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Four new members were appointed to the state Board of Education in January, but one has yet to attend a meeting. Some have questioned whether appointee Marla Hill is eligible to serve her district.
Gov. Kevin Stitt appointed Hill, 54, to the board, along with three other new members, as state Superintendent of Public Instruction Ryan Walters took office. Hill homeschools her five children, and she and her husband founded a book publishing company in Kingfisher.
She was appointed to represent Congressional District 3, which covers northwest Oklahoma, including Kingfisher. On her application, she listed an address in Kingfisher County but also listed her state senator as Adam Pugh, who serves Edmond. Hill owns a home in Edmond, property records show.
After Hill missed her second meeting in February, a reporter asked Walters where she has been. Walters said he didn’t know.
On Thursday, the governor’s office confirmed Hill resigned and was replaced by Katie Quebedeaux, of Guymon. She’s an administrator at Faith Learning Center, a child care center in Guymon.
Hill, on her application, wrote that she’s suited for the board position because she wants to see the state and country “return to our biblical Judeo-Christian roots” and “the public schools return to a true liberal education where they learn the Word of God and prayer begins and ends every day in schools.”
None of the current board members have been an educator or superintendent of a public school. That lack of experience is something state Rep. Mark McBride wants to address.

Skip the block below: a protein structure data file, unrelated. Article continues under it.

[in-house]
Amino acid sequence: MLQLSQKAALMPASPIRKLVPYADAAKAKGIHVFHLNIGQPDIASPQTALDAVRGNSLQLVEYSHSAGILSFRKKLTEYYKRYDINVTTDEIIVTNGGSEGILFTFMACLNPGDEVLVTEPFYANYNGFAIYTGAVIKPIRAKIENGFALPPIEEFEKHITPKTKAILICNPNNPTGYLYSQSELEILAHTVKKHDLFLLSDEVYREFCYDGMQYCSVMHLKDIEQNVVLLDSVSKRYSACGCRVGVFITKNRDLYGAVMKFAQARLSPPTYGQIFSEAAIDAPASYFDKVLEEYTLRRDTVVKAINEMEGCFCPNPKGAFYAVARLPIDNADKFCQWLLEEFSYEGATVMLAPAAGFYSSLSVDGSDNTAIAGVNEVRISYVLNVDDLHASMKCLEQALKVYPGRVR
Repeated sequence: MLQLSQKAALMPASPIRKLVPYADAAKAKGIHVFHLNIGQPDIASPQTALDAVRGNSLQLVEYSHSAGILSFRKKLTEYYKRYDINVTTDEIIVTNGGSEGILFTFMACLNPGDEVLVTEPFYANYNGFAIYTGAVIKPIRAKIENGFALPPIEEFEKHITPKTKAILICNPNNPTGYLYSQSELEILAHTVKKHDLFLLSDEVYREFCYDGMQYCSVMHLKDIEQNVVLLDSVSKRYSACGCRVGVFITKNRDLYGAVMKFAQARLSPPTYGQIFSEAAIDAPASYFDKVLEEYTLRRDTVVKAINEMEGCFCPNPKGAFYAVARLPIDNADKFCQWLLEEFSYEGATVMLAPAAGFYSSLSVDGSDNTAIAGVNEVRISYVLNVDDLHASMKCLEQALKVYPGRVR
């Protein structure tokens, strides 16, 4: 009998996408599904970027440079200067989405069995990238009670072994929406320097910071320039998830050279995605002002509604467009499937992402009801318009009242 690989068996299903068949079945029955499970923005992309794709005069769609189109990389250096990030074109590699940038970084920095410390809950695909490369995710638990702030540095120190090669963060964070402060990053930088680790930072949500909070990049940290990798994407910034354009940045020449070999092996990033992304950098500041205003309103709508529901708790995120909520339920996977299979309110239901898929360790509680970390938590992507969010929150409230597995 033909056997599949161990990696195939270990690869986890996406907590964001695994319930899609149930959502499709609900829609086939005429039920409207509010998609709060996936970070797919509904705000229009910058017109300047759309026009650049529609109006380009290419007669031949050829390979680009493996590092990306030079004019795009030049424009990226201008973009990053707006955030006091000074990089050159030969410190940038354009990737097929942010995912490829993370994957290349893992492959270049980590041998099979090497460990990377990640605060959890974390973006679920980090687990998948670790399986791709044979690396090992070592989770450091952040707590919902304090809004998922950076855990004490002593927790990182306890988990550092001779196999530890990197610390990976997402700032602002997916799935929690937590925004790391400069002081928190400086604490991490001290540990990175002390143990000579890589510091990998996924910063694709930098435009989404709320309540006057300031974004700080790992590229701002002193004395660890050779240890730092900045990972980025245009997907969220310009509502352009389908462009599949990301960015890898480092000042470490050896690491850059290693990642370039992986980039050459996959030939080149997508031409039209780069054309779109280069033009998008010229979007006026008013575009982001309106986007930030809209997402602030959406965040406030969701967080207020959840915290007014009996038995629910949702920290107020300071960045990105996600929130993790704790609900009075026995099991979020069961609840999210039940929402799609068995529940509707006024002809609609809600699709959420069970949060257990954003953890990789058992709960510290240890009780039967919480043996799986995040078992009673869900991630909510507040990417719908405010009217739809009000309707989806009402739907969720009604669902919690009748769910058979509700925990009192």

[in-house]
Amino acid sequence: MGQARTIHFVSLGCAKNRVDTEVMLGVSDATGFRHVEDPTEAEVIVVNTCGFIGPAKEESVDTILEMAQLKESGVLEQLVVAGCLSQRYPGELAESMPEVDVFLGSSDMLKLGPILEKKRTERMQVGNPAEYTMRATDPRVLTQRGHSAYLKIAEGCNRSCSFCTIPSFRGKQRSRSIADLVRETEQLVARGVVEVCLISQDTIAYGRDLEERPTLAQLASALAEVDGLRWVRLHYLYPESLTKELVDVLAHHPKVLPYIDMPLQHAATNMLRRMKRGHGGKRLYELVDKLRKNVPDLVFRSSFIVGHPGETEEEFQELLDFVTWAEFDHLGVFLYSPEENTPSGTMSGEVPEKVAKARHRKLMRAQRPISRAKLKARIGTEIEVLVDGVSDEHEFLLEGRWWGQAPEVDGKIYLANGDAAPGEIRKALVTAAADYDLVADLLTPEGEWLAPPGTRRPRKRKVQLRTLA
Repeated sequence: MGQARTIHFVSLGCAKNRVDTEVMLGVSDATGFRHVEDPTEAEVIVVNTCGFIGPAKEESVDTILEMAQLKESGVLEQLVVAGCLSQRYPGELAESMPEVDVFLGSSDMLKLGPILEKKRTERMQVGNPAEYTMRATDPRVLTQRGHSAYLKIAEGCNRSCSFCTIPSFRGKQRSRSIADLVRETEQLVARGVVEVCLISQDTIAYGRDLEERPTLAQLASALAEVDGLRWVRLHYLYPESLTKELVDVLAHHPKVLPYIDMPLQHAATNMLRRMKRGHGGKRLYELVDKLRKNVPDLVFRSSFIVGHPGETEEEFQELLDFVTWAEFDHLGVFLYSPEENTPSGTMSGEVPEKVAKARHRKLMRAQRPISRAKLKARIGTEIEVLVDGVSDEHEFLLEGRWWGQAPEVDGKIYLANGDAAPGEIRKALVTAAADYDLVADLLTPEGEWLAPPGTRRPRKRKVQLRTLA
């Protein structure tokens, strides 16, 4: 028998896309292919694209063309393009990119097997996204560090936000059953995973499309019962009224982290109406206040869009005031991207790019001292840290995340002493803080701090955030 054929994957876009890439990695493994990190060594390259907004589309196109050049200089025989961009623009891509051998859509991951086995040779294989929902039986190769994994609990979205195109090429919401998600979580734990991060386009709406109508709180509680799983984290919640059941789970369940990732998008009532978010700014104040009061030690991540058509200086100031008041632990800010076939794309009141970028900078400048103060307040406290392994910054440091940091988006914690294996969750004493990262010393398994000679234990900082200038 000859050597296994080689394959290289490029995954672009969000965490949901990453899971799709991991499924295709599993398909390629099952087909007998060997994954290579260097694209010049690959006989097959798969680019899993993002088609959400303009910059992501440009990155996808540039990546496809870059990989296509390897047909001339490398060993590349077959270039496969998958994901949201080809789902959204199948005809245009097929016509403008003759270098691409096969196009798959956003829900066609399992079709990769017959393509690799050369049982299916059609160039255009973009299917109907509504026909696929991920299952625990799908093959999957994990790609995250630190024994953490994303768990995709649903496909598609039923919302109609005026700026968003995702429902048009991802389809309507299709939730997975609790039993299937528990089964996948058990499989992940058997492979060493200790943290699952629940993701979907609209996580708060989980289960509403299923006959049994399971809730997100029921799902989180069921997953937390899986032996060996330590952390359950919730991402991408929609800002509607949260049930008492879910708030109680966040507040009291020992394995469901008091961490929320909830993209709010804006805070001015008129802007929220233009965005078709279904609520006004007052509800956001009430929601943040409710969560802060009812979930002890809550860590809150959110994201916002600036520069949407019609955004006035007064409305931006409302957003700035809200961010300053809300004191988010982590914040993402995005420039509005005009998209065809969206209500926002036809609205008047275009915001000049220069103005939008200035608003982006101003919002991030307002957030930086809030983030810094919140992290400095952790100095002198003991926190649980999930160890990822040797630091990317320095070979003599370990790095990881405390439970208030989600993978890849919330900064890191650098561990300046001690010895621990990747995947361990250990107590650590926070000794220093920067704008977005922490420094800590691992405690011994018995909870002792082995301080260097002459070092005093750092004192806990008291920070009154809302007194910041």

McBride, who chairs the House education budget committee, filed legislation to expand the board from 7 members to 11, authorizing leaders of the House and Senate to appoint two members each — a resident of rural Oklahoma and a former school superintendent from a district with fewer than 10,000 students.
The governor would retain authority to appoint six board members.
What do you think about the proposal? Reach out via email or direct message.
— Jennifer Palmer
- Governors across the country are calling for better pay for teachers, school choice expansion and more, according to an analysis of 39 governors’ State of the State speeches. [The 74]
- Gov. Stitt strongly disagrees with the attorney general’s legal position on Catholic leaders’ proposed online school. [Tulsa World]
- A new resource provides step-by-step information for college students navigating a sexual assault. [The 19th]
- Edmond Public Schools is looking into allegations of bullying after a 15-year-old freshman baseball player died by suicide. [The Oklahoman]
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